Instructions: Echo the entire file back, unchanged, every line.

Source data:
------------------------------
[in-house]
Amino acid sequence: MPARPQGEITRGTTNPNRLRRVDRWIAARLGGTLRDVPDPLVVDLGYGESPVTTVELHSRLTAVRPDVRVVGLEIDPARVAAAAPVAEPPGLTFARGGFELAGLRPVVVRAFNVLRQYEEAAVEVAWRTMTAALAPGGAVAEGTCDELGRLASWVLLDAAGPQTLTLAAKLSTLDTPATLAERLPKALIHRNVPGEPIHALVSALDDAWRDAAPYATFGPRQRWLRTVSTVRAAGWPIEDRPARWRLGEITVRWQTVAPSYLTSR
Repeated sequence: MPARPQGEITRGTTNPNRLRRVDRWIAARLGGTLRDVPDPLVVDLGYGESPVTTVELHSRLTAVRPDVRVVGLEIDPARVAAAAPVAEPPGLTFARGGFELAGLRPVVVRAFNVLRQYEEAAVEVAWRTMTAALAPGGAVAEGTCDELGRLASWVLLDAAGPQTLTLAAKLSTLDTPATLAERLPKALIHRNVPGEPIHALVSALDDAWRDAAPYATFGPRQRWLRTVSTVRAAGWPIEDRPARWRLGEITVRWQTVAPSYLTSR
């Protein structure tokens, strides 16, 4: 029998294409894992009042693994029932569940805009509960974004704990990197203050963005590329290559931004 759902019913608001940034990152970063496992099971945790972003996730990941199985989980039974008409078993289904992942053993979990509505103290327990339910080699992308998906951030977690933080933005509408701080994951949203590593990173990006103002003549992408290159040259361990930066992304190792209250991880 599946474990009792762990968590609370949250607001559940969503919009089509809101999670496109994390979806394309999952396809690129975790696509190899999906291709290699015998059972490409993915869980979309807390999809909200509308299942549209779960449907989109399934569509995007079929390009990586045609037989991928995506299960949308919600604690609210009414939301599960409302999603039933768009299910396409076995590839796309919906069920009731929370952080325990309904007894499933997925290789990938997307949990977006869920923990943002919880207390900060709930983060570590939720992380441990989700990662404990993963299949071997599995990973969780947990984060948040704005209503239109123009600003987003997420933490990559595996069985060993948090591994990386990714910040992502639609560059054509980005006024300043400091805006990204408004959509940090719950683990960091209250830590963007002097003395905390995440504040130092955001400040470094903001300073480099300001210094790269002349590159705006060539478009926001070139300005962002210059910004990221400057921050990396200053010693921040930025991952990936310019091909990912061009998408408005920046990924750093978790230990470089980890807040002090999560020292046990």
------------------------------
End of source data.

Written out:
[in-house]
Amino acid sequence: MPARPQGEITRGTTNPNRLRRVDRWIAARLGGTLRDVPDPLVVDLGYGESPVTTVELHSRLTAVRPDVRVVGLEIDPARVAAAAPVAEPPGLTFARGGFELAGLRPVVVRAFNVLRQYEEAAVEVAWRTMTAALAPGGAVAEGTCDELGRLASWVLLDAAGPQTLTLAAKLSTLDTPATLAERLPKALIHRNVPGEPIHALVSALDDAWRDAAPYATFGPRQRWLRTVSTVRAAGWPIEDRPARWRLGEITVRWQTVAPSYLTSR
Repeated sequence: MPARPQGEITRGTTNPNRLRRVDRWIAARLGGTLRDVPDPLVVDLGYGESPVTTVELHSRLTAVRPDVRVVGLEIDPARVAAAAPVAEPPGLTFARGGFELAGLRPVVVRAFNVLRQYEEAAVEVAWRTMTAALAPGGAVAEGTCDELGRLASWVLLDAAGPQTLTLAAKLSTLDTPATLAERLPKALIHRNVPGEPIHALVSALDDAWRDAAPYATFGPRQRWLRTVSTVRAAGWPIEDRPARWRLGEITVRWQTVAPSYLTSR
């Protein structure tokens, strides 16, 4: 029998294409894992009042693994029932569940805009509960974004704990990197203050963005590329290559931004 759902019913608001940034990152970063496992099971945790972003996730990941199985989980039974008409078993289904992942053993979990509505103290327990339910080699992308998906951030977690933080933005509408701080994951949203590593990173990006103002003549992408290159040259361990930066992304190792209250991880 599946474990009792762990968590609370949250607001559940969503919009089509809101999670496109994390979806394309999952396809690129975790696509190899999906291709290699015998059972490409993915869980979309807390999809909200509308299942549209779960449907989109399934569509995007079929390009990586045609037989991928995506299960949308919600604690609210009414939301599960409302999603039933768009299910396409076995590839796309919906069920009731929370952080325990309904007894499933997925290789990938997307949990977006869920923990943002919880207390900060709930983060570590939720992380441990989700990662404990993963299949071997599995990973969780947990984060948040704005209503239109123009600003987003997420933490990559595996069985060993948090591994990386990714910040992502639609560059054509980005006024300043400091805006990204408004959509940090719950683990960091209250830590963007002097003395905390995440504040130092955001400040470094903001300073480099300001210094790269002349590159705006060539478009926001070139300005962002210059910004990221400057921050990396200053010693921040930025991952990936310019091909990912061009998408408005920046990924750093978790230990470089980890807040002090999560020292046990």